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on 23 April 2017
very uncomfortable read! very necessary read! as usual, Phil Moore writes in a very engaging way, which changes your thinking
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on 17 July 2013
I have a lot of time for longer books (which is good because I need it to get to the end) but it's also refreshing to have the sort of book you can pick-up and come back to because the chapters are nice and short. Phil Moore manages to pack a whole lot of content into fifteen short chapters which are probably best read with a little time for reflection after each.

There are a number of Jesus' around and he's been used as a means for all sorts of agendas, but seldom in our culture do we get to hear and understand what it is that separates Jesus from the crowd. What is it that made him both one of the most loved and hated figures of history? Gagging Jesus addresses fifteen controversial things that Jesus said that has left a number of Christian's wishing he had spoke about something else. We find out that the real historical Jesus is neither a Starbucks sipping liberal or a middle-class tea-sipping conservative, in the pages of Gagging Jesus we find out that the ungagged Jesus says things about marriage, sex, divorce, pornography, poverty and pluralism that might annoy both.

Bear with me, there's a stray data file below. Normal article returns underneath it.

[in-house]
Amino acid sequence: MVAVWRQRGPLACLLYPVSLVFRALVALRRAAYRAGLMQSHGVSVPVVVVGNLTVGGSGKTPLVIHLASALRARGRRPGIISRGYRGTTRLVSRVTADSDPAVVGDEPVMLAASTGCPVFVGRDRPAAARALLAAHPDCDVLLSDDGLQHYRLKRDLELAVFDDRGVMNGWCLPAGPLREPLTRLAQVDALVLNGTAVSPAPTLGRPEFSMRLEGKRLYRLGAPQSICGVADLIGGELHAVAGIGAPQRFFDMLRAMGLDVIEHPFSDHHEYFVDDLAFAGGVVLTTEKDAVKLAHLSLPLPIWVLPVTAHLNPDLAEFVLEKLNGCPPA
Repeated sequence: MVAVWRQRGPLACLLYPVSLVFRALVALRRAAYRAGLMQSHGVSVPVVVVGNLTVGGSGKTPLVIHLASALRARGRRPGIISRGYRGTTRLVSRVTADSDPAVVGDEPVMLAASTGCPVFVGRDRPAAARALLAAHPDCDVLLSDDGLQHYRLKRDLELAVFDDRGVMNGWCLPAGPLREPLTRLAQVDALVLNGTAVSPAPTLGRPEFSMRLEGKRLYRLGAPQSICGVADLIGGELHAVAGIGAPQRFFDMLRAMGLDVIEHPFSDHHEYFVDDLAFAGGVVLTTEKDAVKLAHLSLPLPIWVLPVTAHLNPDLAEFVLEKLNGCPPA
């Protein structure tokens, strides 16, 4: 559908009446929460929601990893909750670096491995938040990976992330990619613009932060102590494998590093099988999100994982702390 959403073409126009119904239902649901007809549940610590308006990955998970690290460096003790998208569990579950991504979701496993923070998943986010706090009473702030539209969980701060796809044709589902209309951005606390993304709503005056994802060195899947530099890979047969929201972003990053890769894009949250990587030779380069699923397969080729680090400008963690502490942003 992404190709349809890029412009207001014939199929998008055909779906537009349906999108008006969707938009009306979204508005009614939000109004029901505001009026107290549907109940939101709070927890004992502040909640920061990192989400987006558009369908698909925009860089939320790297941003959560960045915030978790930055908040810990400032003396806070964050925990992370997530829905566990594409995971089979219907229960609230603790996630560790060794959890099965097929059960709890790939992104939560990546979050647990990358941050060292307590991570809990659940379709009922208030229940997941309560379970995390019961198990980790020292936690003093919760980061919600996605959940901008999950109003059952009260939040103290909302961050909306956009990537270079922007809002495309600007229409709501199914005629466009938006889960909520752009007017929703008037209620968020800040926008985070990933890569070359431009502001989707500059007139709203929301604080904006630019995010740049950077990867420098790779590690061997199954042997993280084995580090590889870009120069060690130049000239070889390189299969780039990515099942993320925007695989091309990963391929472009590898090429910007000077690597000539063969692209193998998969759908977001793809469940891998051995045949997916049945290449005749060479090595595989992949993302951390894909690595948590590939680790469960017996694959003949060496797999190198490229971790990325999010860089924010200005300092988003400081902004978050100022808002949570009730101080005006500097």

If Christians want to see the Jesus of the gospels change their own lives and communities it will only come by telling others about the ungagged and often offensive Jesus who unlike the politically correct Jesus might have some things to tell us that we might not immediately enjoy hearing.

It is in hearing what the ungagged Jesus has to say that we can discern between the Jesus we may have heard about at school and the real Jesus who was loved by the poor and hated by the religious, and who came to live a perfect life and die a sacrificial death for us on the cross. The Jesus who should have been honoured was instead shamed and killed by those he came to save, and our culture will remain restless until they find their rest in the living Jesus.